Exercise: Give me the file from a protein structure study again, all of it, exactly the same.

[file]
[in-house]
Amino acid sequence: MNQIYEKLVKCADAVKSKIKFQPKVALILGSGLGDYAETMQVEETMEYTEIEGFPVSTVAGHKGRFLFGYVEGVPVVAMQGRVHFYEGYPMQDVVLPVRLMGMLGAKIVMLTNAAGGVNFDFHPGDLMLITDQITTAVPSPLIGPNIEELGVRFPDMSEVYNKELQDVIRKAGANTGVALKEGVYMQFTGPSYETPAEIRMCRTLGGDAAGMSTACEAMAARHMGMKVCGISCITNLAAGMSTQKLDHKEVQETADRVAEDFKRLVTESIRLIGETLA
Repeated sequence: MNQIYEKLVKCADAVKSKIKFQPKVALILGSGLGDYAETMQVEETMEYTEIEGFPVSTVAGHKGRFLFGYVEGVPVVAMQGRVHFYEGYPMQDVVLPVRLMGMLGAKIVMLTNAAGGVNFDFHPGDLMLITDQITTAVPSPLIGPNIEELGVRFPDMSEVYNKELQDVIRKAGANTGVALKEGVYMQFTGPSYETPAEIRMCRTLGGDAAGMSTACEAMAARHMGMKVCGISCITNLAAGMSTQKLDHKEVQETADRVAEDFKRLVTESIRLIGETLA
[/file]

[in-house]
Amino acid sequence: MNQIYEKLVKCADAVKSKIKFQPKVALILGSGLGDYAETMQVEETMEYTEIEGFPVSTVAGHKGRFLFGYVEGVPVVAMQGRVHFYEGYPMQDVVLPVRLMGMLGAKIVMLTNAAGGVNFDFHPGDLMLITDQITTAVPSPLIGPNIEELGVRFPDMSEVYNKELQDVIRKAGANTGVALKEGVYMQFTGPSYETPAEIRMCRTLGGDAAGMSTACEAMAARHMGMKVCGISCITNLAAGMSTQKLDHKEVQETADRVAEDFKRLVTESIRLIGETLA
Repeated sequence: MNQIYEKLVKCADAVKSKIKFQPKVALILGSGLGDYAETMQVEETMEYTEIEGFPVSTVAGHKGRFLFGYVEGVPVVAMQGRVHFYEGYPMQDVVLPVRLMGMLGAKIVMLTNAAGGVNFDFHPGDLMLITDQITTAVPSPLIGPNIEELGVRFPDMSEVYNKELQDVIRKAGANTGVALKEGVYMQFTGPSYETPAEIRMCRTLGGDAAGMSTACEAMAARHMGMKVCGISCITNLAAGMSTQKLDHKEVQETADRVAEDFKRLVTESIRLIGETLA